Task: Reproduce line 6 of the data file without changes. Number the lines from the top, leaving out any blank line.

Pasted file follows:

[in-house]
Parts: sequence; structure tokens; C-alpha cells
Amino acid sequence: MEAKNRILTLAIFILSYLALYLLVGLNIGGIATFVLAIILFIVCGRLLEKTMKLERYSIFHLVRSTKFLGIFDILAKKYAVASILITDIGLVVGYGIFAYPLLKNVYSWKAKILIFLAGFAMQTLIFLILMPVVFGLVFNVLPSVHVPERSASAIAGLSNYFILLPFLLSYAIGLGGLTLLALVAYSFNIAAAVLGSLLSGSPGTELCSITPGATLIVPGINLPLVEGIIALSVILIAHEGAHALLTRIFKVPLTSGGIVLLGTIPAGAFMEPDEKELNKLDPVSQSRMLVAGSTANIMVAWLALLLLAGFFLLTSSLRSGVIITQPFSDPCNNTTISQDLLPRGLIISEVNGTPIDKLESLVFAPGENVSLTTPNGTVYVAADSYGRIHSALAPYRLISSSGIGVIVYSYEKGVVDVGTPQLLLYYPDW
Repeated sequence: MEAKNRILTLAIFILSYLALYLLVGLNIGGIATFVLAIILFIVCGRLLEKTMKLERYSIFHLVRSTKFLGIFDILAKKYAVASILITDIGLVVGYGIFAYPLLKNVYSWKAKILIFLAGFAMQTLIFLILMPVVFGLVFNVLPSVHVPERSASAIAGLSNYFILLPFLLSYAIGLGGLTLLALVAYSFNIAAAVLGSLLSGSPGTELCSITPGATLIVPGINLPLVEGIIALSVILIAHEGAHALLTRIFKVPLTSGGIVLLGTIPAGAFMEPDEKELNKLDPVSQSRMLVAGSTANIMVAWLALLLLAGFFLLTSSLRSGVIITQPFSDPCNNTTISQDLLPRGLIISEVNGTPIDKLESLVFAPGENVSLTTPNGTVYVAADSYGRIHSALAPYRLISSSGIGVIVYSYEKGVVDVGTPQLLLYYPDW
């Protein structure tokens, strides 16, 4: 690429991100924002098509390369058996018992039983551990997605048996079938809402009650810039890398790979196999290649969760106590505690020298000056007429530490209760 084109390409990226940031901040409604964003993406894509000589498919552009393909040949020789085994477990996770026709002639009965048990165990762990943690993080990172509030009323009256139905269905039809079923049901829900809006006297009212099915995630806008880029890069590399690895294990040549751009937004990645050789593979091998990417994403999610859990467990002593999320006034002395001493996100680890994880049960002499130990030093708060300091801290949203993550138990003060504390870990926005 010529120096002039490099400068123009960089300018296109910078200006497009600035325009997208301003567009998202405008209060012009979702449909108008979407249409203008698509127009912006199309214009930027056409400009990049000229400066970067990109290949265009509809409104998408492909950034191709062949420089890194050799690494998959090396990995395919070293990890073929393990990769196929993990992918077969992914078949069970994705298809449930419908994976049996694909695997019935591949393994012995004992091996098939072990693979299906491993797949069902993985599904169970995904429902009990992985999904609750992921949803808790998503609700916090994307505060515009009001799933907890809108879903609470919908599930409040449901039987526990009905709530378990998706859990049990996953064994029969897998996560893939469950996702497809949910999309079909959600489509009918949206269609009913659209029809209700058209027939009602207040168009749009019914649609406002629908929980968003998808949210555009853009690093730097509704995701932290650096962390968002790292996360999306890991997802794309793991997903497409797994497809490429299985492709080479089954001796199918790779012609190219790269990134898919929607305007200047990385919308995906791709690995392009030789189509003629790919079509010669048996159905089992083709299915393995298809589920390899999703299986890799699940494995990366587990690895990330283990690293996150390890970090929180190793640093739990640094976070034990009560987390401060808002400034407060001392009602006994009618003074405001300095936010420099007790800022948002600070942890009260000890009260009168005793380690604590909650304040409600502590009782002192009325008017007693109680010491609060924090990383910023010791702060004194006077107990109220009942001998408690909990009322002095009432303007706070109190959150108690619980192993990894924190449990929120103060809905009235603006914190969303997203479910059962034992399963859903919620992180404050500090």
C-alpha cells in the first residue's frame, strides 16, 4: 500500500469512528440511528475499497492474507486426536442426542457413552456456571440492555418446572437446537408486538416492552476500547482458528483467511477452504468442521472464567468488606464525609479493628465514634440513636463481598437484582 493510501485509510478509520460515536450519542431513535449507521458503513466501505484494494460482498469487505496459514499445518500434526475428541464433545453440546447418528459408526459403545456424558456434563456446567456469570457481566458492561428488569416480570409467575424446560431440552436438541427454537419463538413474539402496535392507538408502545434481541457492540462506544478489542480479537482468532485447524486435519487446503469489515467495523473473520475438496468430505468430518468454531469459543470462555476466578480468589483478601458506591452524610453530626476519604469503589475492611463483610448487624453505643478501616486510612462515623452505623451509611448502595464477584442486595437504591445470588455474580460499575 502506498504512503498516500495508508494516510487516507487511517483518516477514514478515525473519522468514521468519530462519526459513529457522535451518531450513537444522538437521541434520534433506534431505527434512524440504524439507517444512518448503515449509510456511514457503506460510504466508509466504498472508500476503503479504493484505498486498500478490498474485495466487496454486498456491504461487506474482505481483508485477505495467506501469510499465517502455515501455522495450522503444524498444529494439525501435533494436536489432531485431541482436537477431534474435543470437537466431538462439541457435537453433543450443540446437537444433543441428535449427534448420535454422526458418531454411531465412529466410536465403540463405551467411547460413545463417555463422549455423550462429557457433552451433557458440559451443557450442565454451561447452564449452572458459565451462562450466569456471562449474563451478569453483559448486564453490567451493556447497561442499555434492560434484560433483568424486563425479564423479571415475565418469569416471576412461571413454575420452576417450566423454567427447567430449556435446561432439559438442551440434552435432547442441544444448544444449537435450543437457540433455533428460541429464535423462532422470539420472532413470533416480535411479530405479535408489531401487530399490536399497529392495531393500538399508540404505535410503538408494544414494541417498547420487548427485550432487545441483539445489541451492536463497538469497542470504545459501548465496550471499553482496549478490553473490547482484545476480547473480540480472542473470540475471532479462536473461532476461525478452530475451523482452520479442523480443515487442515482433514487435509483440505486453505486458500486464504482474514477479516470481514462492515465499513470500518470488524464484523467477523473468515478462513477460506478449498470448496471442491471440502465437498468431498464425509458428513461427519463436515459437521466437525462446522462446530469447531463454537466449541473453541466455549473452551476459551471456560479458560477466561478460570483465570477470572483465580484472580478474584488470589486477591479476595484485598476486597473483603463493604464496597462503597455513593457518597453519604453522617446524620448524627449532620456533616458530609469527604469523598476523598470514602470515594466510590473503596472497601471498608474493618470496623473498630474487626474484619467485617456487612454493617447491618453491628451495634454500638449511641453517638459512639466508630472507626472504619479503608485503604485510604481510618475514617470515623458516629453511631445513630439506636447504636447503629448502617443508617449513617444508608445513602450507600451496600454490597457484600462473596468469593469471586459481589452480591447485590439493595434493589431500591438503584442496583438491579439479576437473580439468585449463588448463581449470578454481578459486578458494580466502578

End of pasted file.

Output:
C-alpha cells in the first residue's frame, strides 16, 4: 500500500469512528440511528475499497492474507486426536442426542457413552456456571440492555418446572437446537408486538416492552476500547482458528483467511477452504468442521472464567468488606464525609479493628465514634440513636463481598437484582 493510501485509510478509520460515536450519542431513535449507521458503513466501505484494494460482498469487505496459514499445518500434526475428541464433545453440546447418528459408526459403545456424558456434563456446567456469570457481566458492561428488569416480570409467575424446560431440552436438541427454537419463538413474539402496535392507538408502545434481541457492540462506544478489542480479537482468532485447524486435519487446503469489515467495523473473520475438496468430505468430518468454531469459543470462555476466578480468589483478601458506591452524610453530626476519604469503589475492611463483610448487624453505643478501616486510612462515623452505623451509611448502595464477584442486595437504591445470588455474580460499575 502506498504512503498516500495508508494516510487516507487511517483518516477514514478515525473519522468514521468519530462519526459513529457522535451518531450513537444522538437521541434520534433506534431505527434512524440504524439507517444512518448503515449509510456511514457503506460510504466508509466504498472508500476503503479504493484505498486498500478490498474485495466487496454486498456491504461487506474482505481483508485477505495467506501469510499465517502455515501455522495450522503444524498444529494439525501435533494436536489432531485431541482436537477431534474435543470437537466431538462439541457435537453433543450443540446437537444433543441428535449427534448420535454422526458418531454411531465412529466410536465403540463405551467411547460413545463417555463422549455423550462429557457433552451433557458440559451443557450442565454451561447452564449452572458459565451462562450466569456471562449474563451478569453483559448486564453490567451493556447497561442499555434492560434484560433483568424486563425479564423479571415475565418469569416471576412461571413454575420452576417450566423454567427447567430449556435446561432439559438442551440434552435432547442441544444448544444449537435450543437457540433455533428460541429464535423462532422470539420472532413470533416480535411479530405479535408489531401487530399490536399497529392495531393500538399508540404505535410503538408494544414494541417498547420487548427485550432487545441483539445489541451492536463497538469497542470504545459501548465496550471499553482496549478490553473490547482484545476480547473480540480472542473470540475471532479462536473461532476461525478452530475451523482452520479442523480443515487442515482433514487435509483440505486453505486458500486464504482474514477479516470481514462492515465499513470500518470488524464484523467477523473468515478462513477460506478449498470448496471442491471440502465437498468431498464425509458428513461427519463436515459437521466437525462446522462446530469447531463454537466449541473453541466455549473452551476459551471456560479458560477466561478460570483465570477470572483465580484472580478474584488470589486477591479476595484485598476486597473483603463493604464496597462503597455513593457518597453519604453522617446524620448524627449532620456533616458530609469527604469523598476523598470514602470515594466510590473503596472497601471498608474493618470496623473498630474487626474484619467485617456487612454493617447491618453491628451495634454500638449511641453517638459512639466508630472507626472504619479503608485503604485510604481510618475514617470515623458516629453511631445513630439506636447504636447503629448502617443508617449513617444508608445513602450507600451496600454490597457484600462473596468469593469471586459481589452480591447485590439493595434493589431500591438503584442496583438491579439479576437473580439468585449463588448463581449470578454481578459486578458494580466502578